December 27, 2006

100th anniversary of land theft

Oklahoma centennial upsets Indians

Customary telling of the state's history, they say, leaves out the taking of their land As the state prepares to mark its 100th birthday next year with parades, fireworks and festivals, the grand celebration is also opening old wounds for some American Indians.

Tribal leaders and academics say the centennial isn't a time for celebration because in 1907, Oklahoma became the 46th state through the dismantling of tribal territories. Those lands once were guaranteed to American Indian nations by the U.S. government but the promises were brushed aside as Western expansion caught fire.

4 comments:

writerfella said...

Writerfella here --
And so here is an item that strikes close to writerfella's heart, as he is Kiowa and his Kiowan people mostly reside here in Oklahoma. 2007 marks two anniversaries, the 120th for The Dawes Act that broke up most of the reservation lands in Indian Territory, and the 100th for the conversion of Indian Territory into the State of Oklahoma. The Dawes Act of 1887, written by Sen. Henry L. Dawes of Massachusetts, authorized the President of the United States (Grover Cleveland) to take accounting of the Native American lands and to divide that area total into allotments of 40, 80, and 160 acres for the individual living Native Americans, depending on age, gender, and marital status. Interestingly, the Five Civilized Tribes lobbied in Washington to be exempted from The Dawes Act, and so they were, appropriately under Section Eight. The 3 million-acre Wichita, Kiowa, Comanche, and Kiowa-Apache reservation, mostly reclaimed from Choctaws and Chickasaws, was dissolved in 1901, with the lands so allotted under The Dawes Act. 3500 Natives received allotments totalling 1 million acres, leaving 2 million acres to be opened for settlement under The Jerome Agreement, which never was ratified by Congress. The Dawes Act was abrogated in 1934. It was enacted as a culmination of the national desires to remove the Native Americans from their lands and finally to assimilate them. Though the Kiowas, Comanches and Apaches were ordered to farm their allotted properties and become ordinary US citizens, no training or seed or plows or livestock ever were provided as promised by the US government, and Natives mostly did not become US citizens until the Snyder Act of 1924. Once the lands were allotted, then divided up for American settlement, no provisions existed for Natives as yet unborn, except to inherit undivided shares in the original allotments, which by 2006 means that scores of them now own most 160 acre parcels.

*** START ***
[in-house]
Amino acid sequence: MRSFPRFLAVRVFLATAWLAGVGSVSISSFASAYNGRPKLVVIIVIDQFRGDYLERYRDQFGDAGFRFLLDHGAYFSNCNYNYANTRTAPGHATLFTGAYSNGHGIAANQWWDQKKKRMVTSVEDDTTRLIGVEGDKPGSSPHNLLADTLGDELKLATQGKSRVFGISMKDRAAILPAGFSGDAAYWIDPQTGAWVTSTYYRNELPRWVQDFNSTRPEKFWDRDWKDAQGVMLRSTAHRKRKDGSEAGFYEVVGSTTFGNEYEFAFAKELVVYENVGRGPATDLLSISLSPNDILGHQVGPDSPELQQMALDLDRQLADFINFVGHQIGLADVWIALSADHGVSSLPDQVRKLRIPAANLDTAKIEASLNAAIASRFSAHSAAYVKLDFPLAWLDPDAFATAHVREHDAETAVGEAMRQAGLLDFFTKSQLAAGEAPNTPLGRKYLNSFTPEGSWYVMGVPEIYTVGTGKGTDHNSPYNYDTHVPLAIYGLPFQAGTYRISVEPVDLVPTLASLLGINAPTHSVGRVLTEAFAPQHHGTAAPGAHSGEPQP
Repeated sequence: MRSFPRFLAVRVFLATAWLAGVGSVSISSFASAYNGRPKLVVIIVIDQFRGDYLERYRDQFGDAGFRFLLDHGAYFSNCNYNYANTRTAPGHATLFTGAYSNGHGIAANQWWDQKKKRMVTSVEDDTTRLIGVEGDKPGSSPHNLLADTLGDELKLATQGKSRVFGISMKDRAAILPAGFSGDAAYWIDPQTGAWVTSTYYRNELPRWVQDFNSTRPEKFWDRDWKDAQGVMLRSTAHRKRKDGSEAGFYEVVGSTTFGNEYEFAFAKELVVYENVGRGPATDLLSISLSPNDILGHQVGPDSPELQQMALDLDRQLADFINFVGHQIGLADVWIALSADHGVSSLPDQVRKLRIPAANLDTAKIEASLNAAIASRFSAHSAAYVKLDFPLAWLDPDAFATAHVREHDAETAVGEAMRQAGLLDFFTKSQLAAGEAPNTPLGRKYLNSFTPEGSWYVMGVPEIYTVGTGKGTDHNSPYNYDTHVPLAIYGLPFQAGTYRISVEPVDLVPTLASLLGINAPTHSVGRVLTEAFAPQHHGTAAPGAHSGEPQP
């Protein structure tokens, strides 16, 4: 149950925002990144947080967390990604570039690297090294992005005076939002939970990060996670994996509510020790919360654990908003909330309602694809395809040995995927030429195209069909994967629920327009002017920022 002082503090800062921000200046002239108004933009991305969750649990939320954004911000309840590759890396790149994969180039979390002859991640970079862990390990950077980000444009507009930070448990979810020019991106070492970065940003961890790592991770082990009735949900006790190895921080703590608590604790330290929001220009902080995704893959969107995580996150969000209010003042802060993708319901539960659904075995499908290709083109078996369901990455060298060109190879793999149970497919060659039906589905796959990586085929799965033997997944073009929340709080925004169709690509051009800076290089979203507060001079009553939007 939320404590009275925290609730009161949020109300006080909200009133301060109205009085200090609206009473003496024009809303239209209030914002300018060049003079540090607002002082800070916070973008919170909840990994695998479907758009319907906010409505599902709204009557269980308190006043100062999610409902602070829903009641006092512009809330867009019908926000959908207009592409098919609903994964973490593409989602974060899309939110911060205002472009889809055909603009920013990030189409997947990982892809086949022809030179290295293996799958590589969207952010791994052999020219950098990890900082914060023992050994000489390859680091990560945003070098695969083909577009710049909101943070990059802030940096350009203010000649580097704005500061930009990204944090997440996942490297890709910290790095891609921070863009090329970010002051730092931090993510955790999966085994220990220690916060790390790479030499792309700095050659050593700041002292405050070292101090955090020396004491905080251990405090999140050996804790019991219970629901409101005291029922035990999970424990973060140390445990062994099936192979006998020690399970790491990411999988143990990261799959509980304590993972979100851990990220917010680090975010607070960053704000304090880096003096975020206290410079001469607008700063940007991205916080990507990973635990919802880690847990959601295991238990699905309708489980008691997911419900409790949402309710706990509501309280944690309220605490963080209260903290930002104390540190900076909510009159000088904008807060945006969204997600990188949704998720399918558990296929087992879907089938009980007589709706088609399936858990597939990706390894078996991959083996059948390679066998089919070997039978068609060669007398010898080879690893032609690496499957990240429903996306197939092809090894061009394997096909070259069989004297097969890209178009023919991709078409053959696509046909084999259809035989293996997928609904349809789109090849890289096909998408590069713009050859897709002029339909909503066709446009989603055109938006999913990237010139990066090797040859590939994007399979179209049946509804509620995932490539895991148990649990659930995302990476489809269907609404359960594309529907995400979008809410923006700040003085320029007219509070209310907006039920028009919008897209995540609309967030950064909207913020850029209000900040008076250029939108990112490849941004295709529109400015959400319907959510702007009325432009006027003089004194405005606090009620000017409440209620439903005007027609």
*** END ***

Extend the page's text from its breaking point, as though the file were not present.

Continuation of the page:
Shall writerfella then find himself celebrating the centennial of the State of Oklahoma? Nope. writerfella is Kiowa. Please note that the Chairman of the Chickasaw Tribe gladly has thrown his support and that of his tribe into the centenary celebrations. writerfella wonders if Bill Anoatubby knows how to spell Quisling?
All Best
Russ Bates
'writerfella'

writerfella said...

Writerfella here --
POSTSCRIPTUM -- Owing to the lateness of the hour, writerfella left out one significant detail. The current Oklahoma state license tags and a spate of TV ads promoting Oklahoma tourism, all use one particular phrase: "Oklahoma -- Native America". The implication is that everyone in Oklahoma is a Native American, regardless of race, gender, nationality, sexual orientation, creed, or religion. If one was looking for a genuine stereotype to point at and decry, that phrase would be it. It works less well if applied on a national basis, however, because Americans, lacking a true and operant culture of their own, mostly identify with their family's world origins. "Oh, I'm part French and part English..." or "I'm half Italian and half Greek..." or "I'm Norwegian and Swedish..." etc. It should go without saying that one cannot be a nationality genetically because the world's nations mostly had lost their tribalism by the middle of the last millennium. Another item would be those who call themselves Muslim or Hindu or Buddhist or whatever, as those are religions and not genetic races. With few exceptions, the only peoples who still maintain their tribal and cultural existences are American Natives, the Australian Abos, the Maori and Tongas, among many others. So, if Americans call themselves by such a name usually as an afterthought, do they really in fact exist? A feast for thinking...
All Best
Russ Bates
'writerfella'

Rob said...

Are you sure Oklahoma isn't honoring its Indian heritage with its license plate slogan? Has there been any discussion on this subject?

writerfella said...

Writerfella here --
At the time the slogan was introduced, it was assailed with complaints by Native people and their leaders. Nothing happened. But when it was announced that the license tag would also include a rising sun, WWII veterans immediately got on their horns and said it dishonored them to have a Japanese wartime symbol (?) on the license tag. That got dropped faster than the Chixalub asteroid!
All Best
Russ Bates
'writerfella'